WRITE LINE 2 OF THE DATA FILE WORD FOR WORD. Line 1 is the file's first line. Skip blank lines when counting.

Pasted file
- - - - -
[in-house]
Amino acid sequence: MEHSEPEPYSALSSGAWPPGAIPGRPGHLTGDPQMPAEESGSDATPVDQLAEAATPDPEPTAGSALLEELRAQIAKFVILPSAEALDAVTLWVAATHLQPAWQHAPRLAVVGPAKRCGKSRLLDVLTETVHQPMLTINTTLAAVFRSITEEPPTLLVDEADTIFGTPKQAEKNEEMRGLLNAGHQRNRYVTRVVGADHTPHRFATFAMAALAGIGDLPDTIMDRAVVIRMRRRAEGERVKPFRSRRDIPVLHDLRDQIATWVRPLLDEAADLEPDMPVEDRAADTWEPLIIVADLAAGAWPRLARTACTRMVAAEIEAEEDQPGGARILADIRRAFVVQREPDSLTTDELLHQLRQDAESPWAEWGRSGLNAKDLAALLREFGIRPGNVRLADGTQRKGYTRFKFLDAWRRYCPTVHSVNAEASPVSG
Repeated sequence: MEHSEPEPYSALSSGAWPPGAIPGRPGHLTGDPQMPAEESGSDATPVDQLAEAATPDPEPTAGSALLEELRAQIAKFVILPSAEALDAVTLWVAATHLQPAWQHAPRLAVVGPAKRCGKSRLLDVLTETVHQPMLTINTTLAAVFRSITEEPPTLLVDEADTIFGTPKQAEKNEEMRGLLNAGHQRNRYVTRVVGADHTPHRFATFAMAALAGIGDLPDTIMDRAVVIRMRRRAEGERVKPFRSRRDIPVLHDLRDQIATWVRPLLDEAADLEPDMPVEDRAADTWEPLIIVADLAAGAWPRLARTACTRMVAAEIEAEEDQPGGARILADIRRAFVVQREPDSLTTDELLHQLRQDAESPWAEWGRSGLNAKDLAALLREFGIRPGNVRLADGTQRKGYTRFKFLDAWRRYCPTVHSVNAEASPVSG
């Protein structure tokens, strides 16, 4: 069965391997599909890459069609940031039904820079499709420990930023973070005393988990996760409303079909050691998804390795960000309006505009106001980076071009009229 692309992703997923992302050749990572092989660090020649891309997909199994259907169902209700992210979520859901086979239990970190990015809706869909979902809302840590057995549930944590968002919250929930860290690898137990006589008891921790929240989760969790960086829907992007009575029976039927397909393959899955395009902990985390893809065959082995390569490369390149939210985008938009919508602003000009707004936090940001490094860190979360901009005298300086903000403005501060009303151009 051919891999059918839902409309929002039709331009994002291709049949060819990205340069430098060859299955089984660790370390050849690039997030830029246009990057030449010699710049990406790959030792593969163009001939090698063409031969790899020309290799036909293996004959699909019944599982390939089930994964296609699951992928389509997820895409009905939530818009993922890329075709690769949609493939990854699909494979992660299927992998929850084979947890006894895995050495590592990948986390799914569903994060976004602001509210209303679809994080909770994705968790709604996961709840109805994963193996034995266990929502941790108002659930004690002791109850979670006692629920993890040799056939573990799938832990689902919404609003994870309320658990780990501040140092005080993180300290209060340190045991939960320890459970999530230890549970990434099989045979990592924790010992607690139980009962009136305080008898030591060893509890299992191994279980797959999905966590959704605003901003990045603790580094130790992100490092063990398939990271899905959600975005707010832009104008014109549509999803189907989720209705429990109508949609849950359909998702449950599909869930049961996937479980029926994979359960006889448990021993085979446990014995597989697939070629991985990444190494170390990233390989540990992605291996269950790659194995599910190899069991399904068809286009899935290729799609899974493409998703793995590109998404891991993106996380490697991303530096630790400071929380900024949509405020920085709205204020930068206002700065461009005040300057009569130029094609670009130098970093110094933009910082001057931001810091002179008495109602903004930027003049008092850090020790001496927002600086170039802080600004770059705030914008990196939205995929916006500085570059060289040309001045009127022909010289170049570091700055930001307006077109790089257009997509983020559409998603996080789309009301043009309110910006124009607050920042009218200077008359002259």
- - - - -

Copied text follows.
Amino acid sequence: MEHSEPEPYSALSSGAWPPGAIPGRPGHLTGDPQMPAEESGSDATPVDQLAEAATPDPEPTAGSALLEELRAQIAKFVILPSAEALDAVTLWVAATHLQPAWQHAPRLAVVGPAKRCGKSRLLDVLTETVHQPMLTINTTLAAVFRSITEEPPTLLVDEADTIFGTPKQAEKNEEMRGLLNAGHQRNRYVTRVVGADHTPHRFATFAMAALAGIGDLPDTIMDRAVVIRMRRRAEGERVKPFRSRRDIPVLHDLRDQIATWVRPLLDEAADLEPDMPVEDRAADTWEPLIIVADLAAGAWPRLARTACTRMVAAEIEAEEDQPGGARILADIRRAFVVQREPDSLTTDELLHQLRQDAESPWAEWGRSGLNAKDLAALLREFGIRPGNVRLADGTQRKGYTRFKFLDAWRRYCPTVHSVNAEASPVSG